Tim Kaine Hasn't "Evolved" On Abortion The Way Hillary Clinton Would Have Hoped
During Tuesday night's vice presidential debate, there were many moments when, from a pure speech and rhetoric perspective, Virginia Sen. Tim Kaine paled in comparison to Indiana Gov. Mike Pence, seeming to bluster and flail or dole out rehearsed lines. However, when it came to abortion and reproductive rights, Kaine seemed to find a steady voice. "On fundamental issues of morality, we should let women make their own decisions,” Kaine responded after Pence attacked his and the Democratic Party's pro-choice stance. But while he earned much-deserved applause from reproductive rights advocates for this, Kaine's Hyde Amendment support must not be forgotten.
The Hyde Amendment is a 40-year-old provision which restricts federal funding for abortions, and has been "consistently attached to bills funding the Department of Health and Human Services," as Emma Green noted in an article for The Atlantic. According to Planned Parenthood, one of the Hyde Amendment's prime detrimental effects is that Medicaid cannot cover abortions, even when a doctor recommends the procedure and a woman's health is in jeopardy. "The Hyde Amendment is a dangerous and unfair policy that lets politicians interfere in a woman’s personal health care decisions," Planned Parenthood noted. And yet Kaine has steadfastly stood by his support for the Hyde Amendment.
During an interview on CNN's State of the Union this past July, Kaine reiterated his longstanding support for Hyde, even though it contradicted his running mate's vow to repeal it. "On Hyde, my position is the same. I support the Hyde Amendment. I haven't changed that," Kaine said. However, he did note, "But as a vice president, I had to get comfortable with the notion that I can have my personal views, but I'm going to support the president of the United States, and I will."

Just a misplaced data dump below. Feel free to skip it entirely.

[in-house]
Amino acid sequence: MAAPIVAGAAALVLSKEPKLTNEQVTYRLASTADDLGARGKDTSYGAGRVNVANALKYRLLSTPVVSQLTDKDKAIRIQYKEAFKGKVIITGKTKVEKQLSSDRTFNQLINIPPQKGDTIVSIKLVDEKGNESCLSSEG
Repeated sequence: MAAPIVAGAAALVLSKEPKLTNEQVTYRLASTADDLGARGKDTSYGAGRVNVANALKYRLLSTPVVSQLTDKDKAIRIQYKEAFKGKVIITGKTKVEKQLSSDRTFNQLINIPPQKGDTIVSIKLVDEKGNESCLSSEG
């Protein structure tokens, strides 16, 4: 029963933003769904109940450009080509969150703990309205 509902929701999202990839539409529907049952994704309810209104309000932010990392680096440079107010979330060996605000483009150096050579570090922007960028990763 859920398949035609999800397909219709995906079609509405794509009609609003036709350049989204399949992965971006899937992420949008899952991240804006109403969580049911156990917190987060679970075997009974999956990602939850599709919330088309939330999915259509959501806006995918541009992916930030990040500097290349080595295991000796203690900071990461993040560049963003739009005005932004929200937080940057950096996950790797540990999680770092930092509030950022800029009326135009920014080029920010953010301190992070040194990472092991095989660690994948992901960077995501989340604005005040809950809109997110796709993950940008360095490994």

Kaine's Hyde Amendment support is just one example of a checkered past on supporting pro-choice policies. During his 2005 run for governor of Virginia, Kaine vowed to fight "teen pregnancy through abstinence-focused education" and promote "adoption as an alternative for women facing unwanted pregnancies." Perhaps most irksome to Democratic voters is Kaine stated his commitment to:
Granted, Kaine's views on abortion and reproductive rights have changed quite a bit since his days running for governor of Virginia. As William McGurn noted (not favorably) in The Wall Street Journal, once Kaine entered the Senate, "he opposed limits he once supported as governor, fighting efforts to cut off tax dollars for Planned Parenthood, voting against a 20-week abortion ban, and co-sponsoring legislation aimed at nullifying state laws limiting abortion."
On abortion, Kaine may have "evolved," as so many politicians do on social issues when the pendulum swings in support of the rights they once opposed (take a look at Hillary Clinton's or Barack Obama's record on same-sex marriage). Of course, it is almost always better to "evolve" than dig in one's heels in close-minded stubbornness. However, before we rush to call politicians' champions of this or that movement, it's critical to have a comprehensive understanding of their views and record. It's how we will remind ourselves not to settle with what we demand from politicians and accept a partial "evolution."